Pancake Activities for Kids

Flap-jacks, pancakes or hot cakes; no matter how you stack them, these delicious doughy treats are a breakfast hit for kids and adults alike. Your child is sure to enjoy the chance to get hands-on with pancake activities -- this is one time when it is okay for him play with his food!

Decorate Pancakes

Make a pancake breakfast bar for a special day or as part of a “brinner” (breakfast and dinner) spread. Your kids will love getting creative and decorating their own pancakes. Topping ideas include: whip cream, sprinkles, chocolate chips, blueberries, peanut butter, jelly, bananas and chocolate sauce.include:

  • Topping ideas include: whip cream
  • sprinkles
  • chocolate chips
  • blueberries
  • peanut butter
  • jelly
  • bananas
  • chocolate sauce

Make the pancakes even more exciting by letting your tot personalize the batter for their cakes with a few drops of food coloring. Your kids will delight in making pink pancakes for a Valentine’s Day treat, green for St. Patrick’s Day, or purple for any day.

Pancake Shapes

Tired of circle flap-jacks? Break out some metal cookie cutters and help your child create fun shapes for your breakfast cakes, or if you want to get fancy, buy special pancake molds that your kids would enjoy. Simply place the pancake mold or metal cookie cutter -- no plastic -- on the hot griddle and fill with pancake batter, once your pancake is ready to flip, pick up the mold using tongs and your pancake will retain the shape of the mold. Quick tip: to make filling the molds easier, thin the batter and use a plastic squeeze bottle with a pointed tip to more accurately fill the mold. No molds? Help your child free-hand the first letter of his name for an easy personalized pancake. Due to the risk of burning, only older children -- 10 and up -- should help with the flipping and pouring, younger children can participate by mixing the batter.

Learning Fun

Make breakfast fun and add a little early morning learning to your child’s day with some quick pancake inspired learning. A short stack of small silver dollar pancakes and a handful of chocolate chips or blueberries can easily become a counting game. Line the pancakes up and have your child put 1 chocolate chip on the first pancake, 2 on the next and so on to quiz him on his counting skills. He can also make letters out of the chocolate chips to spell words on his pancakes. Your child will never be more eager to practice his numbers and letters!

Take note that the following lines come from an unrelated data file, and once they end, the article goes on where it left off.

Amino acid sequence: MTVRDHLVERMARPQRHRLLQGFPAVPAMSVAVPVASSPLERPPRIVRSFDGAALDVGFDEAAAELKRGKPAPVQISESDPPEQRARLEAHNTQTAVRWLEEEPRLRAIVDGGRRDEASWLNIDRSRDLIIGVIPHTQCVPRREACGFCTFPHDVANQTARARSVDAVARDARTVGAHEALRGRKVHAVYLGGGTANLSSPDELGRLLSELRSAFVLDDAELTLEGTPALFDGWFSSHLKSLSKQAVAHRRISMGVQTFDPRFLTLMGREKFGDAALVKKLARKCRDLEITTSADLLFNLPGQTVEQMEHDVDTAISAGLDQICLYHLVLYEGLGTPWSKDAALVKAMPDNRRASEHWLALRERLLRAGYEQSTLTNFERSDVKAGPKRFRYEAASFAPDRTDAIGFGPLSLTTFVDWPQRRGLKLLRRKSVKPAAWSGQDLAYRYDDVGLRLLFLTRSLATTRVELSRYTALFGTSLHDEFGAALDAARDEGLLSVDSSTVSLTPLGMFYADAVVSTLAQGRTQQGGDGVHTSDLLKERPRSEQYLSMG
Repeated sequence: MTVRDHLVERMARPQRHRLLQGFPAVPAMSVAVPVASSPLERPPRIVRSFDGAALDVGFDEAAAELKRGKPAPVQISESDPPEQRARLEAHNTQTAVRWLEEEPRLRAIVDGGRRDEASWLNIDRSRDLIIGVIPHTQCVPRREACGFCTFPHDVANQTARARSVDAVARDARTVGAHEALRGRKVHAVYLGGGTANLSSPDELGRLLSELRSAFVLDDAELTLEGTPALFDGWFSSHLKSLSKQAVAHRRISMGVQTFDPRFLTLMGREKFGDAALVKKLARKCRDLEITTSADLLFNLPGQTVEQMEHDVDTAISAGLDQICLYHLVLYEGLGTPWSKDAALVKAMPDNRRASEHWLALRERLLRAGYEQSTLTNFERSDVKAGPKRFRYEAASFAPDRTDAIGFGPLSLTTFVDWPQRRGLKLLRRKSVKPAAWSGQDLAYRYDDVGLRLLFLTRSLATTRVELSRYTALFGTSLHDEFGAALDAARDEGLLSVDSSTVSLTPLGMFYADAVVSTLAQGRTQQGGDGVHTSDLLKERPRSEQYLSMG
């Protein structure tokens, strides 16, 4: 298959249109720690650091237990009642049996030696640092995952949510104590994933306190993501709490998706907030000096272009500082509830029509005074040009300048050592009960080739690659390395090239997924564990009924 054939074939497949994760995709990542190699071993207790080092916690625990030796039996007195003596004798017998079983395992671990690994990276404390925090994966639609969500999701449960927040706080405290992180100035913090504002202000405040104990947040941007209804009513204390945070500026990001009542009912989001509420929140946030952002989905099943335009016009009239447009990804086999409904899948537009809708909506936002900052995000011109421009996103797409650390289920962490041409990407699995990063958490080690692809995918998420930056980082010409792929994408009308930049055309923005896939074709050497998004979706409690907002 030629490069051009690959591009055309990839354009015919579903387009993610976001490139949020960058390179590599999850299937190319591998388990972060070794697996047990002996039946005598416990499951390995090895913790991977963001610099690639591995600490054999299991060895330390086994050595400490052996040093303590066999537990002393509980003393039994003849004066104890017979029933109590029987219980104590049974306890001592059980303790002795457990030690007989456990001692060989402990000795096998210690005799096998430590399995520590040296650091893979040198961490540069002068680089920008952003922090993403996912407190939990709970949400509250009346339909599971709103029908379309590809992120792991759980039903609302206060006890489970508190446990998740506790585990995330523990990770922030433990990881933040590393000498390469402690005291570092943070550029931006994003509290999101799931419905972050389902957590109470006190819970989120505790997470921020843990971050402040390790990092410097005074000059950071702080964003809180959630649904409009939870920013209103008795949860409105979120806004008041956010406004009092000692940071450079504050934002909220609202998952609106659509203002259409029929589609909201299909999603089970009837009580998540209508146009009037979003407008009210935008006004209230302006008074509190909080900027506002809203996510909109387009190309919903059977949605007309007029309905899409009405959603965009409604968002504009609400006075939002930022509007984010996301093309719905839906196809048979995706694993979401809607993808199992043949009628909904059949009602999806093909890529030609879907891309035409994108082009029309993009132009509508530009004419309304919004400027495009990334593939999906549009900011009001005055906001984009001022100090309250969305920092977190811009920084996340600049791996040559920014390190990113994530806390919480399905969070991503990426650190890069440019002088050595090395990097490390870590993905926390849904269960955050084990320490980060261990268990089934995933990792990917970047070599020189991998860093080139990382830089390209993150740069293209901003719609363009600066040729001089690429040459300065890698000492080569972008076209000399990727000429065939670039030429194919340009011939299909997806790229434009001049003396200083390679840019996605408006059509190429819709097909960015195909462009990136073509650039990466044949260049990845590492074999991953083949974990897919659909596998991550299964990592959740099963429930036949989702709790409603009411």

Matching Game

There is plenty of fun to be had with paper pancakes, too, and its as simple as cutting out light brown circles from construction paper. Make a pancake memory game using stickers, drawings or pictures printed from your computer. Have your child glue the same image on two pancakes to create one set of matches. (Make as many matches as she likes then set extras aside, adding just a few matches at a time to increase the difficulty of the game.) Place all the cakes face down and take turns searching for a match. For added fun, use a toy spatula to flip the pancakes over. Make the pancakes pair up in a non-identical way, and you'll have a completely different tool for learning. For example, a capital "A" and lowercase "a" would be a match, or 2+2 and 4 would match. Virtually any skill your child is working on could be on the pancakes.